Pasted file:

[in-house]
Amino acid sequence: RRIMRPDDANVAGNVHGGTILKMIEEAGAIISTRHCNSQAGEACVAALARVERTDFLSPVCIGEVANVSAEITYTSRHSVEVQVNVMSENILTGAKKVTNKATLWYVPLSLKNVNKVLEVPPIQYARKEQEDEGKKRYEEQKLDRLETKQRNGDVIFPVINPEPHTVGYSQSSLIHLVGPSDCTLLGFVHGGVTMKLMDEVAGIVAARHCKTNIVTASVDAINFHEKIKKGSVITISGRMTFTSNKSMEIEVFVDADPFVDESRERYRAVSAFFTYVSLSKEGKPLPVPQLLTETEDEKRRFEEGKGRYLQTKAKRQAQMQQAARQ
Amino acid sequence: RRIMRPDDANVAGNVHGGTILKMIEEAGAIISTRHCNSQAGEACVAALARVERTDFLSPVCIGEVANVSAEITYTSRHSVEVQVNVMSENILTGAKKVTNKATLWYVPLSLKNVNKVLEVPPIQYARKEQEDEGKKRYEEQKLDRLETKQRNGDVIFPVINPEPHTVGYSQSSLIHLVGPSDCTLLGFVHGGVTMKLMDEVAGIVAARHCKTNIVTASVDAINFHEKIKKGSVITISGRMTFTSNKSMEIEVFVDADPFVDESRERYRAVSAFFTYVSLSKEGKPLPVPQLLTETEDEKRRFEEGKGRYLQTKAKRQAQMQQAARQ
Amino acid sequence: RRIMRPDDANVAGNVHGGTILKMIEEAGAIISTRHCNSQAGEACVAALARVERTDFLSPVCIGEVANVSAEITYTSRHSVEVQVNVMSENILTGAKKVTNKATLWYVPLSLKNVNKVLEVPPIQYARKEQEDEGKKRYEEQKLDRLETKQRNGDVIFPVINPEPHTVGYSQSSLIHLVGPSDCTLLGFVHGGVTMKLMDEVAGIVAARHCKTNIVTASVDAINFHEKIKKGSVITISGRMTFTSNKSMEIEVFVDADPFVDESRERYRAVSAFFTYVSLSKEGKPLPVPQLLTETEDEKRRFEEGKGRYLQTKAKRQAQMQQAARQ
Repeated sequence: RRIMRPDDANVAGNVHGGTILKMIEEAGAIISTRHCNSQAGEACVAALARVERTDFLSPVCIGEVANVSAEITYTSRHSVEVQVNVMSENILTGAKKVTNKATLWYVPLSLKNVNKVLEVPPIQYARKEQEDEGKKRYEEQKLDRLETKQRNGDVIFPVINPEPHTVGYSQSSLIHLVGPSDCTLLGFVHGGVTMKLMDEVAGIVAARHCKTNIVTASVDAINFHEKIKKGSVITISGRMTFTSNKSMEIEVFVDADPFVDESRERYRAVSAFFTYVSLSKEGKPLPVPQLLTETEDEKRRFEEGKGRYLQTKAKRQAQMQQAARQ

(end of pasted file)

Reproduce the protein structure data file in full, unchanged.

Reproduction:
[in-house]
Amino acid sequence: RRIMRPDDANVAGNVHGGTILKMIEEAGAIISTRHCNSQAGEACVAALARVERTDFLSPVCIGEVANVSAEITYTSRHSVEVQVNVMSENILTGAKKVTNKATLWYVPLSLKNVNKVLEVPPIQYARKEQEDEGKKRYEEQKLDRLETKQRNGDVIFPVINPEPHTVGYSQSSLIHLVGPSDCTLLGFVHGGVTMKLMDEVAGIVAARHCKTNIVTASVDAINFHEKIKKGSVITISGRMTFTSNKSMEIEVFVDADPFVDESRERYRAVSAFFTYVSLSKEGKPLPVPQLLTETEDEKRRFEEGKGRYLQTKAKRQAQMQQAARQ
Amino acid sequence: RRIMRPDDANVAGNVHGGTILKMIEEAGAIISTRHCNSQAGEACVAALARVERTDFLSPVCIGEVANVSAEITYTSRHSVEVQVNVMSENILTGAKKVTNKATLWYVPLSLKNVNKVLEVPPIQYARKEQEDEGKKRYEEQKLDRLETKQRNGDVIFPVINPEPHTVGYSQSSLIHLVGPSDCTLLGFVHGGVTMKLMDEVAGIVAARHCKTNIVTASVDAINFHEKIKKGSVITISGRMTFTSNKSMEIEVFVDADPFVDESRERYRAVSAFFTYVSLSKEGKPLPVPQLLTETEDEKRRFEEGKGRYLQTKAKRQAQMQQAARQ
Amino acid sequence: RRIMRPDDANVAGNVHGGTILKMIEEAGAIISTRHCNSQAGEACVAALARVERTDFLSPVCIGEVANVSAEITYTSRHSVEVQVNVMSENILTGAKKVTNKATLWYVPLSLKNVNKVLEVPPIQYARKEQEDEGKKRYEEQKLDRLETKQRNGDVIFPVINPEPHTVGYSQSSLIHLVGPSDCTLLGFVHGGVTMKLMDEVAGIVAARHCKTNIVTASVDAINFHEKIKKGSVITISGRMTFTSNKSMEIEVFVDADPFVDESRERYRAVSAFFTYVSLSKEGKPLPVPQLLTETEDEKRRFEEGKGRYLQTKAKRQAQMQQAARQ
Repeated sequence: RRIMRPDDANVAGNVHGGTILKMIEEAGAIISTRHCNSQAGEACVAALARVERTDFLSPVCIGEVANVSAEITYTSRHSVEVQVNVMSENILTGAKKVTNKATLWYVPLSLKNVNKVLEVPPIQYARKEQEDEGKKRYEEQKLDRLETKQRNGDVIFPVINPEPHTVGYSQSSLIHLVGPSDCTLLGFVHGGVTMKLMDEVAGIVAARHCKTNIVTASVDAINFHEKIKKGSVITISGRMTFTSNKSMEIEVFVDADPFVDESRERYRAVSAFFTYVSLSKEGKPLPVPQLLTETEDEKRRFEEGKGRYLQTKAKRQAQMQQAARQ